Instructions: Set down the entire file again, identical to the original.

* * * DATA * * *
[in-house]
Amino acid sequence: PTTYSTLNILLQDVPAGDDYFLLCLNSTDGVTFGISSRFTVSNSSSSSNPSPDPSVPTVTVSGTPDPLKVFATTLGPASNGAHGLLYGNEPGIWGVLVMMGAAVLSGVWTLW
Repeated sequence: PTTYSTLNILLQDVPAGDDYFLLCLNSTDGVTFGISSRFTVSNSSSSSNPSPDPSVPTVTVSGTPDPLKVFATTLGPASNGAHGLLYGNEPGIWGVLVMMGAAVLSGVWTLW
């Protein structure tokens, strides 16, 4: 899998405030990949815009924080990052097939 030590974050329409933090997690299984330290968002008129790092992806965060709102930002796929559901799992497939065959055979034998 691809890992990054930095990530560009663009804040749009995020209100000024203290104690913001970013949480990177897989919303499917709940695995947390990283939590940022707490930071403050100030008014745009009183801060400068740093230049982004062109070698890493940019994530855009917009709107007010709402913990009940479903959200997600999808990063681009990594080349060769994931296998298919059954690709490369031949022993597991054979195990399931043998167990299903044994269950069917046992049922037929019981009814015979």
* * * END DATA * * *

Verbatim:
[in-house]
Amino acid sequence: PTTYSTLNILLQDVPAGDDYFLLCLNSTDGVTFGISSRFTVSNSSSSSNPSPDPSVPTVTVSGTPDPLKVFATTLGPASNGAHGLLYGNEPGIWGVLVMMGAAVLSGVWTLW
Repeated sequence: PTTYSTLNILLQDVPAGDDYFLLCLNSTDGVTFGISSRFTVSNSSSSSNPSPDPSVPTVTVSGTPDPLKVFATTLGPASNGAHGLLYGNEPGIWGVLVMMGAAVLSGVWTLW
């Protein structure tokens, strides 16, 4: 899998405030990949815009924080990052097939 030590974050329409933090997690299984330290968002008129790092992806965060709102930002796929559901799992497939065959055979034998 691809890992990054930095990530560009663009804040749009995020209100000024203290104690913001970013949480990177897989919303499917709940695995947390990283939590940022707490930071403050100030008014745009009183801060400068740093230049982004062109070698890493940019994530855009917009709107007010709402913990009940479903959200997600999808990063681009990594080349060769994931296998298919059954690709490369031949022993597991054979195990399931043998167990299903044994269950069917046992049922037929019981009814015979």